For me the best match of 1991, quite unexpectedly, was this tag team showcase to kick off the Royal Rumble. These two teams had an underwhelming feud in 1990, but it climaxed with this nineteen minutes of simply spectacular action. I recall this being the moment when I really started to appreciate The Rockers, Shawn in particular. The structure was your classic three-act tag team match, but it never dragged, building to a frantic pace by the end. This bout has to be considered the Rockers' creative peak before their infamous split a year later.
4. Brain Busters vs. Hart Foundation - SummerSlam '89
One of my all-time favorite tag team matches is this dream clinic between two of the most technically proficient tandems of all time. Anderson and Blanchard had just won the WWF Tag Titles, but since the match had already been signed they opted not to put the belts on the line. Instead this was just for bragging rights, as the Hart Foundation hoped to earn a title shot with a win. Bret and Jim controlled much of the bout, Bret's incredible dexterity keeping both Brain Busters at bay. It would take multiple underhanded tactics for Anderson and Blanchard to gain control, and after Neidhart powerslammed Bret on top of Tully (a memorably innovative spot), Bobby Heenan distracted the referee long enough for Arn to come off the top rope and score the illegal pin on Bret. These were the two best teams in the company at the time and they tore the house down, stealing the show from two other great bouts (Warrior vs. Rude and a Santana/Rockers vs. Martel/Rougeaus six-man tag).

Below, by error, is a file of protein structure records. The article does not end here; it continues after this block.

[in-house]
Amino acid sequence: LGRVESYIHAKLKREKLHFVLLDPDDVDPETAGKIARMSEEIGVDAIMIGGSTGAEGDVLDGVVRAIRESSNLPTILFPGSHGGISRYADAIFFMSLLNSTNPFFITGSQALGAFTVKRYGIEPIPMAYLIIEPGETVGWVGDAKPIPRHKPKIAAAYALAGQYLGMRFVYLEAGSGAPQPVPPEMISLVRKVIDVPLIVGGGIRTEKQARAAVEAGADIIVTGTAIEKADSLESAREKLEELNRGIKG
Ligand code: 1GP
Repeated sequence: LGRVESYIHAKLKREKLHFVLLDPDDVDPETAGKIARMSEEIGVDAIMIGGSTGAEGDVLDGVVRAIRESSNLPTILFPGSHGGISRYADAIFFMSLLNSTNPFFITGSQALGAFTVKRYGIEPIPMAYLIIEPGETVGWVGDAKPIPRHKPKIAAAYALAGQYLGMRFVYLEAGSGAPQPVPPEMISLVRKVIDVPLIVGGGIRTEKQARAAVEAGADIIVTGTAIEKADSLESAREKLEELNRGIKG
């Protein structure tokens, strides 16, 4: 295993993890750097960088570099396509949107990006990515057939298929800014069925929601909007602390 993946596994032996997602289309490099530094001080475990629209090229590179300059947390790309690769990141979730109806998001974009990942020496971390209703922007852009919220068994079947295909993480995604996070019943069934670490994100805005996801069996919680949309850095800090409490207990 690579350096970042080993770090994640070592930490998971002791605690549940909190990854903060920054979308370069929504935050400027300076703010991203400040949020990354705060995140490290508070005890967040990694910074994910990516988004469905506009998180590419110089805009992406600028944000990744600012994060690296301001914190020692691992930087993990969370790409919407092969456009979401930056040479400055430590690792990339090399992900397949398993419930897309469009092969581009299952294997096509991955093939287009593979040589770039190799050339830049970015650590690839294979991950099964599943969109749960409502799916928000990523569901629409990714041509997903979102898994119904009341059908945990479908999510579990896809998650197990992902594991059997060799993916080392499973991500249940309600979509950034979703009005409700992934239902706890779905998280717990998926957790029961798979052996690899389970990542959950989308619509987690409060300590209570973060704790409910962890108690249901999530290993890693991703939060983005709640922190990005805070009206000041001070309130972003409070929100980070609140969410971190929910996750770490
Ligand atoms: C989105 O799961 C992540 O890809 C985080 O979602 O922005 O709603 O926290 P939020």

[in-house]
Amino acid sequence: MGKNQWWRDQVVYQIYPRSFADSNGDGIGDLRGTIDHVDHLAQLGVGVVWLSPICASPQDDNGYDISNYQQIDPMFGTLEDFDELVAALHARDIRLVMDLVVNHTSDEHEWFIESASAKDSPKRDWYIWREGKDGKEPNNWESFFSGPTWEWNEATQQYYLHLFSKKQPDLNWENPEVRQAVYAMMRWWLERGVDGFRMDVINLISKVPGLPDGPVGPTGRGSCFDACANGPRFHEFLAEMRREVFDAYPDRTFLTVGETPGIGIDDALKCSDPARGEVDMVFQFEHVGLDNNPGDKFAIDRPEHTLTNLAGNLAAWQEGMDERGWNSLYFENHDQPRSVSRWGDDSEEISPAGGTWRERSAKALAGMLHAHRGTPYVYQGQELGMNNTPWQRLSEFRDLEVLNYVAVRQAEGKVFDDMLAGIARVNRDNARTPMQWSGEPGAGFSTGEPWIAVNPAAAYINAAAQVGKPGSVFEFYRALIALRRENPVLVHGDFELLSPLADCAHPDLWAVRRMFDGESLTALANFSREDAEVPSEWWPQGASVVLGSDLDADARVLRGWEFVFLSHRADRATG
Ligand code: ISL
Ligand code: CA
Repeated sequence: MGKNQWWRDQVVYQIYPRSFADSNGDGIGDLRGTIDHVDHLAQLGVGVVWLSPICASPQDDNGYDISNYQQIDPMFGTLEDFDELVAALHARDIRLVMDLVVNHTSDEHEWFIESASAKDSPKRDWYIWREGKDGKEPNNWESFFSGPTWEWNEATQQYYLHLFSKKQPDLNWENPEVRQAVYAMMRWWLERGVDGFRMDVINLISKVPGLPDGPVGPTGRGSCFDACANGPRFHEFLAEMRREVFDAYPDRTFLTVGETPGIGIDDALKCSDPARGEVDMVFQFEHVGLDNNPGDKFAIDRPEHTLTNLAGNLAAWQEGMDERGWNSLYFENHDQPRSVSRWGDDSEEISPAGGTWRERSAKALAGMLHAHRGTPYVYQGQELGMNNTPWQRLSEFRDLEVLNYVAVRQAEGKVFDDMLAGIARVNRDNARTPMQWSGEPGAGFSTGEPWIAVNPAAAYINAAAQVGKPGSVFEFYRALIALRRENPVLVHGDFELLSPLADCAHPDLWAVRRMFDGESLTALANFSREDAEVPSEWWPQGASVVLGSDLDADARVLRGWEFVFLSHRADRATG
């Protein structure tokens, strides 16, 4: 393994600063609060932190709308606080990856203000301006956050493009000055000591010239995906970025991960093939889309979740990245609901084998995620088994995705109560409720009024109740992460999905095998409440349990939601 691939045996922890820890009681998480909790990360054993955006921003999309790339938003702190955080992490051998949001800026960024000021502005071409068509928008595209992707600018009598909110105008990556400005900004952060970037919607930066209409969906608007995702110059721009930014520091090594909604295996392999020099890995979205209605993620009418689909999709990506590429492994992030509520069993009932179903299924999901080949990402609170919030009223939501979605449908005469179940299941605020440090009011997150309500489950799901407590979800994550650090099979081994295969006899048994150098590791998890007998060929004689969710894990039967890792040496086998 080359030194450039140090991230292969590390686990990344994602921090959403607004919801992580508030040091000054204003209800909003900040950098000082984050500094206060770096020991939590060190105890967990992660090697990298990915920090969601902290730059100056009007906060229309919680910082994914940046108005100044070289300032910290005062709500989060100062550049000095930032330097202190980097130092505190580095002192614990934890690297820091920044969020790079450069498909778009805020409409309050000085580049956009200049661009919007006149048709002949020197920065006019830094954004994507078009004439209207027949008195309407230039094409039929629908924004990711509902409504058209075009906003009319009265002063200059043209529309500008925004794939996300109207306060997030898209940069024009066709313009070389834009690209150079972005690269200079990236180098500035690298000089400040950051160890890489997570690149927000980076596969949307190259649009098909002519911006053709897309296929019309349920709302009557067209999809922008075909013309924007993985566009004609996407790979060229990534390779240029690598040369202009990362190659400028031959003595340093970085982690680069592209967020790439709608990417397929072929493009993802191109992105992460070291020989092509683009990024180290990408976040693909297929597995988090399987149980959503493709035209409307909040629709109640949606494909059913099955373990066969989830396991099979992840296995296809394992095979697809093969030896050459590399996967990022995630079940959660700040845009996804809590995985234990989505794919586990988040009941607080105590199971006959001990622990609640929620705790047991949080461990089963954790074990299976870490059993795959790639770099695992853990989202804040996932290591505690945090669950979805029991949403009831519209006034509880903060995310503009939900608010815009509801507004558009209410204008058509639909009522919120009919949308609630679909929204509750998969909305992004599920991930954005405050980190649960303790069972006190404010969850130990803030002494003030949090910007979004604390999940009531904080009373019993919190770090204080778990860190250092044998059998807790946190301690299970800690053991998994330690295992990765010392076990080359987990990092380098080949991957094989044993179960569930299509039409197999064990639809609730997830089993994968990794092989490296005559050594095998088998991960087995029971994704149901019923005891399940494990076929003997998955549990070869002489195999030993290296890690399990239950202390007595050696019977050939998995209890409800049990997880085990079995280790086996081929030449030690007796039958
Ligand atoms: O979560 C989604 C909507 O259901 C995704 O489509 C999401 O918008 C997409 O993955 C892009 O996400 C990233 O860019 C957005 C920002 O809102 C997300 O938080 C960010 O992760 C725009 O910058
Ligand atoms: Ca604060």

3. Kota Ibushi vs. Will Ospreay - WrestleKingdom 13
Perhaps the most anticipated match of WrestleKingdom 13, this dream match was fast paced and dazzling as expected, with loads of back and forth offense, some intense striking battles, and tons of athleticism as only these two can deliver. The story being told was Ospreay wanting desperately to face his idol Ibushi, and having to unleash his killer instinct to get the job done. My favorite spot involved the two of them trading strikes while Ibushi was hanging upside down from the turnbuckles; such an inventive take on the usual Strong Style toe-to-toe. After eighteen minutes of wild action, Ospreay kicked out of a Last Ride and avoided the Kamigoye knee, knocked Ibushi loopy with a driving elbow to the head, and landed the Stormbreaker to win the Never Openweight Title and announce himself as a major factor in the heavyweight division.
2. Triple H vs. Daniel Bryan - WrestleMania XXX